The Railroad Retirement Act incorporates by reference § 216(h)(1)(A) of the Social Security Act, 42 U.S.C. § 416(h)(1)(A), to determine when a woman is a widow of a deceased insured railroad employee. That statutory provision provides that an applicant for a widow's insurance annuity is to be considered the "widow" of the deceased railroad employee if the courts of the state in which the employee was domiciled at the time of his death would find that the employee and the applicant were validly married at that time.1 Respondent Board thus had in the present case the task of determining whether under Ohio law Jewell or petitioner was the widow of the deceased railroad employee George Dennis and held that Jewell was.
On appeal to this Court, petitioner contends that the respondent Board committed error in not accepting the Ohio Probate Court's determination that under Ohio law she was the widow of George Dennis. Petitioner refers to the doctrine of Erie R. Co. v. Tompkins, 304 U.S. 64, 58 S.Ct. 817, 82 L.Ed. 1188 (1938), that in diversity cases state law provides the rule of decision in substantive law matters and argues that this doctrine, applied in the context of a federal statute that incorporates by reference state law, should require respondent Board to accept the Ohio Probate Court decision.
The issue in contention here, however, is not whether state law applies. It does by statutory mandate. The issue is whether a state trial court opinion has a binding effect upon a federal tribunal that must determine state law in interpreting a federal statute. The Supreme Court in Commissioner of Internal Revenue v. Estate of Bosch, 387 U.S. 456, 465, 87 S.Ct. 1776, 1782, 18 L.Ed.2d 886 (1967), has indicated that such an opinion is not binding.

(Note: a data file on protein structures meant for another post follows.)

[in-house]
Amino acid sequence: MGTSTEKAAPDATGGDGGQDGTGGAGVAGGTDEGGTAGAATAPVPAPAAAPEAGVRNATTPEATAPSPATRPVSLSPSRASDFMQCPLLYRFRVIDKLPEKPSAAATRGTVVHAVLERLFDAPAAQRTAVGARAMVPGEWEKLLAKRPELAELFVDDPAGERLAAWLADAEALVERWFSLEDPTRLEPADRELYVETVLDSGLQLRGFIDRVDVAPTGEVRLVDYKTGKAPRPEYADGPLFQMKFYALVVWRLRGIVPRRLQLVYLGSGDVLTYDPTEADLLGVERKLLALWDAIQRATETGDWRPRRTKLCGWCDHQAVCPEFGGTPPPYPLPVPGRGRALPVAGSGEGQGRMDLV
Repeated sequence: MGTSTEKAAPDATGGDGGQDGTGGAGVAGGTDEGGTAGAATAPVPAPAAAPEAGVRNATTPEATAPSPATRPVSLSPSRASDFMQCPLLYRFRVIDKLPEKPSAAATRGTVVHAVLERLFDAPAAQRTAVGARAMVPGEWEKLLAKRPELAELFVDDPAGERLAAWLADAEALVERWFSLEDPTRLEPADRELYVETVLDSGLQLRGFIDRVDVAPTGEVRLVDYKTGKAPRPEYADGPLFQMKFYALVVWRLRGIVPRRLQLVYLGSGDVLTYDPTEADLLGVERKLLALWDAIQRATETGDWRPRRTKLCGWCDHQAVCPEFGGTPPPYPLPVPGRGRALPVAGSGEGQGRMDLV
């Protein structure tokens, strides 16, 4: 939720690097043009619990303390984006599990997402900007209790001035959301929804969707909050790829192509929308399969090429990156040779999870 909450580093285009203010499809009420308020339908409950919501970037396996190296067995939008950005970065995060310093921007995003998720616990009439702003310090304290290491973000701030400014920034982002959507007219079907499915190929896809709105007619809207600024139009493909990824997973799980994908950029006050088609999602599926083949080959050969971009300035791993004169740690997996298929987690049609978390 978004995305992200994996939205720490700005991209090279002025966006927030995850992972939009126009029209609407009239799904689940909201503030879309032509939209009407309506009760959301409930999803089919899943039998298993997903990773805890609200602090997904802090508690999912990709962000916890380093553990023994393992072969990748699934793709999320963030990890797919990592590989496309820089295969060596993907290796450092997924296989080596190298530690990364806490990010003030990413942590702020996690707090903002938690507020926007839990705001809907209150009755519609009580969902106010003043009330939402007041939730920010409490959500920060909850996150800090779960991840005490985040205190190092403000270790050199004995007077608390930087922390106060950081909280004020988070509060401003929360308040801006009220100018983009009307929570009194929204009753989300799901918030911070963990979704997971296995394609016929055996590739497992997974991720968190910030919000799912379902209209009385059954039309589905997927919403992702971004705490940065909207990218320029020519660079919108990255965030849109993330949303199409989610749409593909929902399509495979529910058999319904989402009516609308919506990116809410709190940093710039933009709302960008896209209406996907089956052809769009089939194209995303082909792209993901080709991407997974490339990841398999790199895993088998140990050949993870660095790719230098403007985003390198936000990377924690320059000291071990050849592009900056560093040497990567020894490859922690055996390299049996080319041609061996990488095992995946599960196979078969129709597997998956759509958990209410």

(W)hen the application of a federal statute is involved, the decision of a state trial court as to an underlying issue of state law should . . . not be controlling. This is but an application of the rule of Erie R. Co. v. Tompkins, Supra, where (the) state law as announced by the highest court of the State is to be followed. This is not a diversity case but the same principle may be applied for the same reasons, Viz., the underlying substantive rule involved is based on state law and the State's highest court is the best authority of its own law. If there be no decision by that court then federal authorities must apply what they find to be the state law after giving "proper regard" to (the) relevant rulings of other courts of the State.
This principle applies in the administration of the Railroad Retirement Act even when a state trial court decree may adjudicate the very question before the Board. Since the determinations of the Social Security Administration as to family status are under the same statutory authority as those of the Railroad Retirement Board, what was stated by the Fourth Circuit in Cain v. Secretary of Health, Education, and Welfare, 377 F.2d 55, 58 (4th Cir. 1967), concerning a Social Security case before it, is pertinent here.
The Secretary was under no constitutional compulsion to give full faith and credit to the state court decree; he was only under a statutory compulsion to determine what "the courts" of South Carolina would find in regard to Mr. Cain's marital status at the time he died. . . . Section 416(h) (§ 216(h) of the Social Security Act) contemplates that the Secretary determine the law of the state as it has been declared by the Supreme Court of the state. Where, as here, the Supreme Court has not had (the) occasion to declare the law, the Secretary may follow the opinion of a Nisi prius court; but if he believes its decision to be in conflict with what the Supreme Court "would find" were the point presented to it, he may disregard that lower court's decision.
The same can be said about the respondent Board's determination of petitioner's status in relation to George Dennis.
This is not to say that federal tribunals may ignore lower state court decisions. It must be emphasized that lower state court opinions are entitled to considerable deference, especially when the state law is in an area of law traditionally preserved to the states.